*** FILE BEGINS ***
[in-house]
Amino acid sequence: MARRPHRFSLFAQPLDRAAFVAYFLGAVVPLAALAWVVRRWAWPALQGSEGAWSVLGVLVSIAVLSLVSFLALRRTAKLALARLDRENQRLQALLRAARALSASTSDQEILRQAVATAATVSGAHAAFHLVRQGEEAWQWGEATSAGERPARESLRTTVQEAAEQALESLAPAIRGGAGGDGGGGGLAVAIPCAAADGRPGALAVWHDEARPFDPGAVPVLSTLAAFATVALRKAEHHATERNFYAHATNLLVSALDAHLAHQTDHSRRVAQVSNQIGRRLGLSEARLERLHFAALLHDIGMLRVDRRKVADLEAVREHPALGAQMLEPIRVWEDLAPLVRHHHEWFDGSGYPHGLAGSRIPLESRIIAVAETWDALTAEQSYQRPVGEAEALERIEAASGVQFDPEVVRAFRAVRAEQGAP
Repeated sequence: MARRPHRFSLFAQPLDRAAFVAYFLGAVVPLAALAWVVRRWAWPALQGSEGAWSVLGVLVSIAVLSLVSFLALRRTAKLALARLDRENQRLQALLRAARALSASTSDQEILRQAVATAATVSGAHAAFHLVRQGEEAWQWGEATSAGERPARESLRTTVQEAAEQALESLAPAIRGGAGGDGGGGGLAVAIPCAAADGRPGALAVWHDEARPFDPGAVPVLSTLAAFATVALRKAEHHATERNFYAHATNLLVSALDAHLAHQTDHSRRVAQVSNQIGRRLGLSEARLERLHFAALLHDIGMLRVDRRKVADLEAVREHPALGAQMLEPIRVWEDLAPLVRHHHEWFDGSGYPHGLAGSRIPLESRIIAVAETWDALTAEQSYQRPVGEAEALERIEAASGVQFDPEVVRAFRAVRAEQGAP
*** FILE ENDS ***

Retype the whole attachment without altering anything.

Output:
[in-house]
Amino acid sequence: MARRPHRFSLFAQPLDRAAFVAYFLGAVVPLAALAWVVRRWAWPALQGSEGAWSVLGVLVSIAVLSLVSFLALRRTAKLALARLDRENQRLQALLRAARALSASTSDQEILRQAVATAATVSGAHAAFHLVRQGEEAWQWGEATSAGERPARESLRTTVQEAAEQALESLAPAIRGGAGGDGGGGGLAVAIPCAAADGRPGALAVWHDEARPFDPGAVPVLSTLAAFATVALRKAEHHATERNFYAHATNLLVSALDAHLAHQTDHSRRVAQVSNQIGRRLGLSEARLERLHFAALLHDIGMLRVDRRKVADLEAVREHPALGAQMLEPIRVWEDLAPLVRHHHEWFDGSGYPHGLAGSRIPLESRIIAVAETWDALTAEQSYQRPVGEAEALERIEAASGVQFDPEVVRAFRAVRAEQGAP
Repeated sequence: MARRPHRFSLFAQPLDRAAFVAYFLGAVVPLAALAWVVRRWAWPALQGSEGAWSVLGVLVSIAVLSLVSFLALRRTAKLALARLDRENQRLQALLRAARALSASTSDQEILRQAVATAATVSGAHAAFHLVRQGEEAWQWGEATSAGERPARESLRTTVQEAAEQALESLAPAIRGGAGGDGGGGGLAVAIPCAAADGRPGALAVWHDEARPFDPGAVPVLSTLAAFATVALRKAEHHATERNFYAHATNLLVSALDAHLAHQTDHSRRVAQVSNQIGRRLGLSEARLERLHFAALLHDIGMLRVDRRKVADLEAVREHPALGAQMLEPIRVWEDLAPLVRHHHEWFDGSGYPHGLAGSRIPLESRIIAVAETWDALTAEQSYQRPVGEAEALERIEAASGVQFDPEVVRAFRAVRAEQGAP